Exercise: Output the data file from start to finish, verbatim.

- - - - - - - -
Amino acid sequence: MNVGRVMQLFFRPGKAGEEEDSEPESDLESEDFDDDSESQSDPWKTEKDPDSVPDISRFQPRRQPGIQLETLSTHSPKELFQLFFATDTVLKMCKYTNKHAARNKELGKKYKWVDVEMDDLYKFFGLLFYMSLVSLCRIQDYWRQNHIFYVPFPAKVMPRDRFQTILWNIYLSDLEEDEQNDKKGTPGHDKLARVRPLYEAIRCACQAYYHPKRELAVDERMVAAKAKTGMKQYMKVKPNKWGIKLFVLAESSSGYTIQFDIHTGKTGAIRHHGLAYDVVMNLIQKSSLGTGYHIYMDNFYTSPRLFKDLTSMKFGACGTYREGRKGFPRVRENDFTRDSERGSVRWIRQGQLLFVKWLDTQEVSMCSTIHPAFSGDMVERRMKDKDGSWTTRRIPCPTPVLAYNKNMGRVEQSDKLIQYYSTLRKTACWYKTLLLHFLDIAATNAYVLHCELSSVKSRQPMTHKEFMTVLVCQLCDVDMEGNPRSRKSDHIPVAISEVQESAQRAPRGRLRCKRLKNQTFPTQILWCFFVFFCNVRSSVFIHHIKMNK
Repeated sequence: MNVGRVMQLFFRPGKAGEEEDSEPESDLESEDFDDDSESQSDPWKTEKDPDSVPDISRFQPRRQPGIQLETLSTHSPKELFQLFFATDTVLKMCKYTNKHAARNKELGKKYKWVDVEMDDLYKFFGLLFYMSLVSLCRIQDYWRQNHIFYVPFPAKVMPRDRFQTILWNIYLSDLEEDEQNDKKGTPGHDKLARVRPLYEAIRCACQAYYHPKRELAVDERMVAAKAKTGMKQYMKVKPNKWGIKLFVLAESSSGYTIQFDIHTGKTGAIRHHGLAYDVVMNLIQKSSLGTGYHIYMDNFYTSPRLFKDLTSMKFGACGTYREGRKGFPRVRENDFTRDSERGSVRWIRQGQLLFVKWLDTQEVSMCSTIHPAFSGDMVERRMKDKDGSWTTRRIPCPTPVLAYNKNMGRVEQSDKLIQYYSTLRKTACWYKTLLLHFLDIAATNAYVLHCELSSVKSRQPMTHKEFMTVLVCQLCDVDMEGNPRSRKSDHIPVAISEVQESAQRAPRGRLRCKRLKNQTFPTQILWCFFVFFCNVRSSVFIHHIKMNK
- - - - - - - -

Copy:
Amino acid sequence: MNVGRVMQLFFRPGKAGEEEDSEPESDLESEDFDDDSESQSDPWKTEKDPDSVPDISRFQPRRQPGIQLETLSTHSPKELFQLFFATDTVLKMCKYTNKHAARNKELGKKYKWVDVEMDDLYKFFGLLFYMSLVSLCRIQDYWRQNHIFYVPFPAKVMPRDRFQTILWNIYLSDLEEDEQNDKKGTPGHDKLARVRPLYEAIRCACQAYYHPKRELAVDERMVAAKAKTGMKQYMKVKPNKWGIKLFVLAESSSGYTIQFDIHTGKTGAIRHHGLAYDVVMNLIQKSSLGTGYHIYMDNFYTSPRLFKDLTSMKFGACGTYREGRKGFPRVRENDFTRDSERGSVRWIRQGQLLFVKWLDTQEVSMCSTIHPAFSGDMVERRMKDKDGSWTTRRIPCPTPVLAYNKNMGRVEQSDKLIQYYSTLRKTACWYKTLLLHFLDIAATNAYVLHCELSSVKSRQPMTHKEFMTVLVCQLCDVDMEGNPRSRKSDHIPVAISEVQESAQRAPRGRLRCKRLKNQTFPTQILWCFFVFFCNVRSSVFIHHIKMNK
Repeated sequence: MNVGRVMQLFFRPGKAGEEEDSEPESDLESEDFDDDSESQSDPWKTEKDPDSVPDISRFQPRRQPGIQLETLSTHSPKELFQLFFATDTVLKMCKYTNKHAARNKELGKKYKWVDVEMDDLYKFFGLLFYMSLVSLCRIQDYWRQNHIFYVPFPAKVMPRDRFQTILWNIYLSDLEEDEQNDKKGTPGHDKLARVRPLYEAIRCACQAYYHPKRELAVDERMVAAKAKTGMKQYMKVKPNKWGIKLFVLAESSSGYTIQFDIHTGKTGAIRHHGLAYDVVMNLIQKSSLGTGYHIYMDNFYTSPRLFKDLTSMKFGACGTYREGRKGFPRVRENDFTRDSERGSVRWIRQGQLLFVKWLDTQEVSMCSTIHPAFSGDMVERRMKDKDGSWTTRRIPCPTPVLAYNKNMGRVEQSDKLIQYYSTLRKTACWYKTLLLHFLDIAATNAYVLHCELSSVKSRQPMTHKEFMTVLVCQLCDVDMEGNPRSRKSDHIPVAISEVQESAQRAPRGRLRCKRLKNQTFPTQILWCFFVFFCNVRSSVFIHHIKMNK